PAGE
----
Low-income families in developing countries have the most to lose from coastal flooding. For those in South East Asia, seasonal flooding is already a reality, creating unsafe, unsanitary conditions and destroying many homes in the process. This design, by H&P Architects, is made from low-cost bamboo and features oil drums in the base of each building. These drums provide buoyancy for the already light-weight material. “Each house is anchored to the ground with four steel rods, with the oil drums serving as the base that the house sits on. When the rains come, the house rises on its rods, stopping it [from] washing away,” reports Phaidon.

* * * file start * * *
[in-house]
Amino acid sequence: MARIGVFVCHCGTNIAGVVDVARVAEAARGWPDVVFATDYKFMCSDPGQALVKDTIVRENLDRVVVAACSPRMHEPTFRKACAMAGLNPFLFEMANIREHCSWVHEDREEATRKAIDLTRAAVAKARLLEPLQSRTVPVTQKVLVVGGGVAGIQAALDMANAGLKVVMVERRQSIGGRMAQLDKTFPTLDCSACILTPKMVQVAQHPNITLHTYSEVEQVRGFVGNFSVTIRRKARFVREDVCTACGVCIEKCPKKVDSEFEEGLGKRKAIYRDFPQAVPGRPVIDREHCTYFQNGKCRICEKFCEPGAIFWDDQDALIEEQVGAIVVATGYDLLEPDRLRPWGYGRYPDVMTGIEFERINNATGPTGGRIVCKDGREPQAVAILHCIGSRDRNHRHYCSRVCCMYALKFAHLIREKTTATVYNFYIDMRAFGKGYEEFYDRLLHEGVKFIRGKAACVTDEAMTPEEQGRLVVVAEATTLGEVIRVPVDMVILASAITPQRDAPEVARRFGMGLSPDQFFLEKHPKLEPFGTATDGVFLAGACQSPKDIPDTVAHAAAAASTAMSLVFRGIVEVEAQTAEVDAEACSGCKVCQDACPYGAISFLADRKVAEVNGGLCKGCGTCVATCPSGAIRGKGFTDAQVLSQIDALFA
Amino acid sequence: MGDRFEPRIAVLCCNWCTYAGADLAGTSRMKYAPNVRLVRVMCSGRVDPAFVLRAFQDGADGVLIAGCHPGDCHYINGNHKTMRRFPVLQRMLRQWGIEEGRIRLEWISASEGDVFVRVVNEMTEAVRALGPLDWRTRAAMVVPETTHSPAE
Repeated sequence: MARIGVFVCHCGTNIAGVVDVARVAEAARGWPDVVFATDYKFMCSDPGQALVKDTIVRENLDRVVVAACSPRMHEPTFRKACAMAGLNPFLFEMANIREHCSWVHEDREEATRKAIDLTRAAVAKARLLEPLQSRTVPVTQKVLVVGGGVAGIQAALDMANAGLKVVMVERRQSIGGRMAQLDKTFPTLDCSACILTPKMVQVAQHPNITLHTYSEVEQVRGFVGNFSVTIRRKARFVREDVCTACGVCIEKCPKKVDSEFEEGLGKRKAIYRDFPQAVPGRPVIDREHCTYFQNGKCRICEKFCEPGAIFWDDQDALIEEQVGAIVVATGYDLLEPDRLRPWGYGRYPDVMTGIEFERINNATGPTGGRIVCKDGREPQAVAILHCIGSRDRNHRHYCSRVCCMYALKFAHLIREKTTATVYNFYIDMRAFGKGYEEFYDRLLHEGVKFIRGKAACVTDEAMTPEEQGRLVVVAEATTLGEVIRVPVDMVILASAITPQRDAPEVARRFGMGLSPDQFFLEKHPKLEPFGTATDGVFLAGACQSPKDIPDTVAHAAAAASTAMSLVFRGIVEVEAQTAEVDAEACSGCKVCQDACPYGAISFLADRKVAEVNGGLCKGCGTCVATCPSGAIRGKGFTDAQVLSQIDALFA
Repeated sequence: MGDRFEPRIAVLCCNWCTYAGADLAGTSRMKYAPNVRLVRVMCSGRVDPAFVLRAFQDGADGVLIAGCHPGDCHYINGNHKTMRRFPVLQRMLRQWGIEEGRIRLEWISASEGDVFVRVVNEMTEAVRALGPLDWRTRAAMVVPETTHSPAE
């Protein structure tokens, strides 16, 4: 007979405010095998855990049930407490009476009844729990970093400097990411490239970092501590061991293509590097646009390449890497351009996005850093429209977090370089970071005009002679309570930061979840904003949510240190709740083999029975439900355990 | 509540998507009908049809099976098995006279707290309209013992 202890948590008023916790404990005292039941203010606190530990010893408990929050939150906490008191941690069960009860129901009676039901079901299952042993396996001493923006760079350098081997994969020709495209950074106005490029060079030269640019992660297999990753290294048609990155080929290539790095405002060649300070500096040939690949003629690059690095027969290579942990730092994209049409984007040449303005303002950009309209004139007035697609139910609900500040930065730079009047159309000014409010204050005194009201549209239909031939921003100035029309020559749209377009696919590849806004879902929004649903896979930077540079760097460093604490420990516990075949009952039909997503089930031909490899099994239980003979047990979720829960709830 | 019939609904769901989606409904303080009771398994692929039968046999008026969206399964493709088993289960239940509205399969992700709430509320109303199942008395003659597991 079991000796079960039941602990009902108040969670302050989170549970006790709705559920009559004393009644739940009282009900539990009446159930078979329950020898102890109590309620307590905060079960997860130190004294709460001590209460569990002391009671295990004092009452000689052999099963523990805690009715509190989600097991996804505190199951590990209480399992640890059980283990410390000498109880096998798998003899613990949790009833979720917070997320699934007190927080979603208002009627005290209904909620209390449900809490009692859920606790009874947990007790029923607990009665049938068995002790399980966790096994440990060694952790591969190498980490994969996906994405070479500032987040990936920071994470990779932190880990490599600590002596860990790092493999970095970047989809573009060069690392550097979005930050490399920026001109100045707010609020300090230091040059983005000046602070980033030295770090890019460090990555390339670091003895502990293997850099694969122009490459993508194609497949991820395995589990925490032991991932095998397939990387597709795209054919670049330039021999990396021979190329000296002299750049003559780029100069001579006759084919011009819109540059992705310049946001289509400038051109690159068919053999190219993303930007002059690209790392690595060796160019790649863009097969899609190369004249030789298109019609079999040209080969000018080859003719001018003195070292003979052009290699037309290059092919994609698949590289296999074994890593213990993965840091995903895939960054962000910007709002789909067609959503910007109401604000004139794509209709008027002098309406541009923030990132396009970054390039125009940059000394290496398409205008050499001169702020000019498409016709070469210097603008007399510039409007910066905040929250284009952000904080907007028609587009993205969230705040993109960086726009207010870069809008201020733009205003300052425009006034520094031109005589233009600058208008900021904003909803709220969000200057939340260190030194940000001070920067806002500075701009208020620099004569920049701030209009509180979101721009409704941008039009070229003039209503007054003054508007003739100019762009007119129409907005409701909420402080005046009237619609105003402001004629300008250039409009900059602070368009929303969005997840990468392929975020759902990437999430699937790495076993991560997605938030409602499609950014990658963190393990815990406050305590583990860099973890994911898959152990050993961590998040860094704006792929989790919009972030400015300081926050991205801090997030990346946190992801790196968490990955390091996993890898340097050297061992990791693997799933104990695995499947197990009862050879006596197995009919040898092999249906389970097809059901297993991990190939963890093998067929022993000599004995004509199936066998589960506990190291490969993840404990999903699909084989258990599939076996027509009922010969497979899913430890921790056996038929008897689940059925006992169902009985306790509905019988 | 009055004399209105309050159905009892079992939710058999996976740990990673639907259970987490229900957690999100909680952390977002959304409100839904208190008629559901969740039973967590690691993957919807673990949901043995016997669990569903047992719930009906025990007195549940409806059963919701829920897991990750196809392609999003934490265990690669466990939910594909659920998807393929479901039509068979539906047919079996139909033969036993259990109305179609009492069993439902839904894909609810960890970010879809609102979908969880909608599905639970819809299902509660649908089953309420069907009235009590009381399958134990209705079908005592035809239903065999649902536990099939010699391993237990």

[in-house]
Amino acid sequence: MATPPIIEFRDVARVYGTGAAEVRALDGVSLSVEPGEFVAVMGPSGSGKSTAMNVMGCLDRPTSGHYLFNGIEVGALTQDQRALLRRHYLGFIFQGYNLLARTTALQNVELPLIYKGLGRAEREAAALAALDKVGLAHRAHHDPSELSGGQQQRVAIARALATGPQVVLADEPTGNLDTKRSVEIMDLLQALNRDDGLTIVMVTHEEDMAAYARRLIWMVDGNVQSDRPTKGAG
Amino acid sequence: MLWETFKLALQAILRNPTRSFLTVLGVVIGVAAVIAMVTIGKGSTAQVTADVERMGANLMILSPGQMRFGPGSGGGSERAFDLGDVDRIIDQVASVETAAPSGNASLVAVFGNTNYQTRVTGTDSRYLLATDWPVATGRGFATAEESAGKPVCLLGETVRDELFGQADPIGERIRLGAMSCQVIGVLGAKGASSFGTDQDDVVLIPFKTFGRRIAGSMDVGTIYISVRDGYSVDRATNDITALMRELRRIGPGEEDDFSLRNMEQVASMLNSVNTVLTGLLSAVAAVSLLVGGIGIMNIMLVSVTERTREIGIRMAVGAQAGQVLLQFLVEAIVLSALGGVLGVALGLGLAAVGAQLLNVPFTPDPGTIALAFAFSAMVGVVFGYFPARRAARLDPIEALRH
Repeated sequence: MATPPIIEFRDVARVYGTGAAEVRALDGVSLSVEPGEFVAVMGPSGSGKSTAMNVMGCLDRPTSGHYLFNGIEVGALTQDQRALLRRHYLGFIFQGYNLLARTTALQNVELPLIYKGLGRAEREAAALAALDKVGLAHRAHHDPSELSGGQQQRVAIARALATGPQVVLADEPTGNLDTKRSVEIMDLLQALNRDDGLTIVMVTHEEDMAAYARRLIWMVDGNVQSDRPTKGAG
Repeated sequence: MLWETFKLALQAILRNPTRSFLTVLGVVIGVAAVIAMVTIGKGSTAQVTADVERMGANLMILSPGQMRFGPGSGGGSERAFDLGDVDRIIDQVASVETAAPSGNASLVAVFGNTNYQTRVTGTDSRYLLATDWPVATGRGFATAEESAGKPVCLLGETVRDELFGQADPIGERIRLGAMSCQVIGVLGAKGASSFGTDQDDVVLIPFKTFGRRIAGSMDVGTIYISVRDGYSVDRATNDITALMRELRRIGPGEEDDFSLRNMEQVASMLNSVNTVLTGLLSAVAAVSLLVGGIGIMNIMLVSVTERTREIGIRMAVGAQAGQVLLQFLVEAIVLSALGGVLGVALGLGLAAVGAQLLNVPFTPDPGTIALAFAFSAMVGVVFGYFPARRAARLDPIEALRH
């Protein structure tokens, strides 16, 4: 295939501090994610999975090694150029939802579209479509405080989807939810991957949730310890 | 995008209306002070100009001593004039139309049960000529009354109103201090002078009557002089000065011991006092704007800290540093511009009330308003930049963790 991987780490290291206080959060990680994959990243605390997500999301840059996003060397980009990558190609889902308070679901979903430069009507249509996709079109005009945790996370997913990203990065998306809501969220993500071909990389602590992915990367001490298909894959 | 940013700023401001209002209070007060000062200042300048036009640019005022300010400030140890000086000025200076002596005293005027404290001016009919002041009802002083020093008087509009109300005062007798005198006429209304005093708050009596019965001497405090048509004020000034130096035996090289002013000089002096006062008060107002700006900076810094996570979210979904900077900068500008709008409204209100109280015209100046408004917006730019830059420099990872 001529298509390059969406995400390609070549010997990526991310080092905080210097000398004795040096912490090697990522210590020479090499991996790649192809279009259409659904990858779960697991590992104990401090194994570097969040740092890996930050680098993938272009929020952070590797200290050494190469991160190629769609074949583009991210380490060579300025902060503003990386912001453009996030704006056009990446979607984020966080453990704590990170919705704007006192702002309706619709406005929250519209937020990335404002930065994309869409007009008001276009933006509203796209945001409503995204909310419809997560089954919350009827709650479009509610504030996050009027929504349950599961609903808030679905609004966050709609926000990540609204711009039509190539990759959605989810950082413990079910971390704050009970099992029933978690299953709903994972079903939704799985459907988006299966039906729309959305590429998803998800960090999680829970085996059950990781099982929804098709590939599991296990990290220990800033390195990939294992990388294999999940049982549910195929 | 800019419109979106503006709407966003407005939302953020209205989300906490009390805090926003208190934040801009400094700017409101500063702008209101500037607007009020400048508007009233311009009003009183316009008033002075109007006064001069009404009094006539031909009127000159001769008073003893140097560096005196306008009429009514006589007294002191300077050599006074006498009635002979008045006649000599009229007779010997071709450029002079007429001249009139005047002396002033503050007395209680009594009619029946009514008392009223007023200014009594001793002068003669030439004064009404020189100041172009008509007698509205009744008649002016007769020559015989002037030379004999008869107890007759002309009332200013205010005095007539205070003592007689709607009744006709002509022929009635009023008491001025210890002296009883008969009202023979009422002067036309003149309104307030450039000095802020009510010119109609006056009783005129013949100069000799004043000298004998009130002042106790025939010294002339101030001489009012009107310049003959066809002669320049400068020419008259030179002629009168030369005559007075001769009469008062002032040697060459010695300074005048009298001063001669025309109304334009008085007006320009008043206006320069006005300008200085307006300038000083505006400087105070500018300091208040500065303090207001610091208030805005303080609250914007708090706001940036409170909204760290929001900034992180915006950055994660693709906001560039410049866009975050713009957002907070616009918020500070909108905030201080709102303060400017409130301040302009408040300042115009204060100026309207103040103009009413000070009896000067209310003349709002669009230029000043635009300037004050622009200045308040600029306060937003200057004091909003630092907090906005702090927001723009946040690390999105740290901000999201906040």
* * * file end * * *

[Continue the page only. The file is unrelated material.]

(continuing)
2. Winston Land-Locked Floating House

Winston Land-Locked Floating HouseImage: Winston International

Not everyone lives in a bamboo house. That’s why Winston International has created the Landlocked Floating House. Using a system composed of telescoping piers set in concrete anchors, the system supports a catamaran floatation base attached to one, two or three story buildings. The system means that the house is capable of rising above any recorded flood, and will float back to its original position as the flood recedes.

3. House On The Water

House on the WaterImage: Formodesign

As the name implies, this is a house designed to spend its life in the water. This self-sufficient 2 family home features a cantilevered design that includes an integrated floating dock (which rises and falls with tide levels), desalination water treatment system and technologies that harvest both tidal and solar energy. According to Forbes, and unlike others mentioned in the list so far, this house actually exists!